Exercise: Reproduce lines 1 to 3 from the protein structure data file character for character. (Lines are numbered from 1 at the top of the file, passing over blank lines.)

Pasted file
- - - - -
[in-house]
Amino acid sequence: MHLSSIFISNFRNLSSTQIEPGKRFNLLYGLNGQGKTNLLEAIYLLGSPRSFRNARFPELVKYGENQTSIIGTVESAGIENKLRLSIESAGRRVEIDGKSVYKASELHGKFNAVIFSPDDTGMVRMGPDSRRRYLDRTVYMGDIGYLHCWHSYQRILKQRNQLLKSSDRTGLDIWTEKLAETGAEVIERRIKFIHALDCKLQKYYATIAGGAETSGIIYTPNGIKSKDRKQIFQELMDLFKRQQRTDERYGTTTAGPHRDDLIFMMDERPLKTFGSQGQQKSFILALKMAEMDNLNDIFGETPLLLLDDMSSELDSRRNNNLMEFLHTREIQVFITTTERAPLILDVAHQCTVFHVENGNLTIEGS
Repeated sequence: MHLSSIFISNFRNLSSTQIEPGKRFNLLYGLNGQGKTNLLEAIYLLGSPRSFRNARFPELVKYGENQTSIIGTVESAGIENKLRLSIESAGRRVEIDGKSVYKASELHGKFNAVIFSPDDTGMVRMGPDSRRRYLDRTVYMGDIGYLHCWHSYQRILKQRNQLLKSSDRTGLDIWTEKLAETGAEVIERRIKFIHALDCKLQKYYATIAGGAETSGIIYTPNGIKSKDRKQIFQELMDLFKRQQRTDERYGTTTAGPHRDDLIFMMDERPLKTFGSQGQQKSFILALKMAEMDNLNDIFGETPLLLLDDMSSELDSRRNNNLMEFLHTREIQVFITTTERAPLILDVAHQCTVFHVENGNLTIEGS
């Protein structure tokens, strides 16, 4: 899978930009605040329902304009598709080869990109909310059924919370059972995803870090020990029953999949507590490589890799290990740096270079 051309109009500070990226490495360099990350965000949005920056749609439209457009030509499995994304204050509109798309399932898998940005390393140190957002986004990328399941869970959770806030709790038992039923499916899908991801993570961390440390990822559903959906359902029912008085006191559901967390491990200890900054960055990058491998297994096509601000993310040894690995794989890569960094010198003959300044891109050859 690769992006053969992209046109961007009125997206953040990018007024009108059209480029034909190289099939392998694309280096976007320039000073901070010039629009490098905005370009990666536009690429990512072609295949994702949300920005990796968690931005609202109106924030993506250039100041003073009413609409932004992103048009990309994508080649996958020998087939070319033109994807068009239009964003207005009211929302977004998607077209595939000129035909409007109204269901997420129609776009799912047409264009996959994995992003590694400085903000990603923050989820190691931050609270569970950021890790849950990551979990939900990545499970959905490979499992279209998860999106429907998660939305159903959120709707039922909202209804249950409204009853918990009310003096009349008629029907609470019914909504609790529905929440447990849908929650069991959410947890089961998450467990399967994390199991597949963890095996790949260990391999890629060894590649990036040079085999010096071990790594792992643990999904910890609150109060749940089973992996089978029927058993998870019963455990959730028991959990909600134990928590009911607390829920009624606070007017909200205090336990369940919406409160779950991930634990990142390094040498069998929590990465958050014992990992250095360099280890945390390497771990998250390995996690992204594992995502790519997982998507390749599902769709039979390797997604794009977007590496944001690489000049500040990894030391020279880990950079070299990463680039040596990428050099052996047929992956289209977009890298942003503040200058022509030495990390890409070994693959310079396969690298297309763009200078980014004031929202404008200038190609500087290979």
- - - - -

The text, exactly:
[in-house]
Amino acid sequence: MHLSSIFISNFRNLSSTQIEPGKRFNLLYGLNGQGKTNLLEAIYLLGSPRSFRNARFPELVKYGENQTSIIGTVESAGIENKLRLSIESAGRRVEIDGKSVYKASELHGKFNAVIFSPDDTGMVRMGPDSRRRYLDRTVYMGDIGYLHCWHSYQRILKQRNQLLKSSDRTGLDIWTEKLAETGAEVIERRIKFIHALDCKLQKYYATIAGGAETSGIIYTPNGIKSKDRKQIFQELMDLFKRQQRTDERYGTTTAGPHRDDLIFMMDERPLKTFGSQGQQKSFILALKMAEMDNLNDIFGETPLLLLDDMSSELDSRRNNNLMEFLHTREIQVFITTTERAPLILDVAHQCTVFHVENGNLTIEGS
Repeated sequence: MHLSSIFISNFRNLSSTQIEPGKRFNLLYGLNGQGKTNLLEAIYLLGSPRSFRNARFPELVKYGENQTSIIGTVESAGIENKLRLSIESAGRRVEIDGKSVYKASELHGKFNAVIFSPDDTGMVRMGPDSRRRYLDRTVYMGDIGYLHCWHSYQRILKQRNQLLKSSDRTGLDIWTEKLAETGAEVIERRIKFIHALDCKLQKYYATIAGGAETSGIIYTPNGIKSKDRKQIFQELMDLFKRQQRTDERYGTTTAGPHRDDLIFMMDERPLKTFGSQGQQKSFILALKMAEMDNLNDIFGETPLLLLDDMSSELDSRRNNNLMEFLHTREIQVFITTTERAPLILDVAHQCTVFHVENGNLTIEGS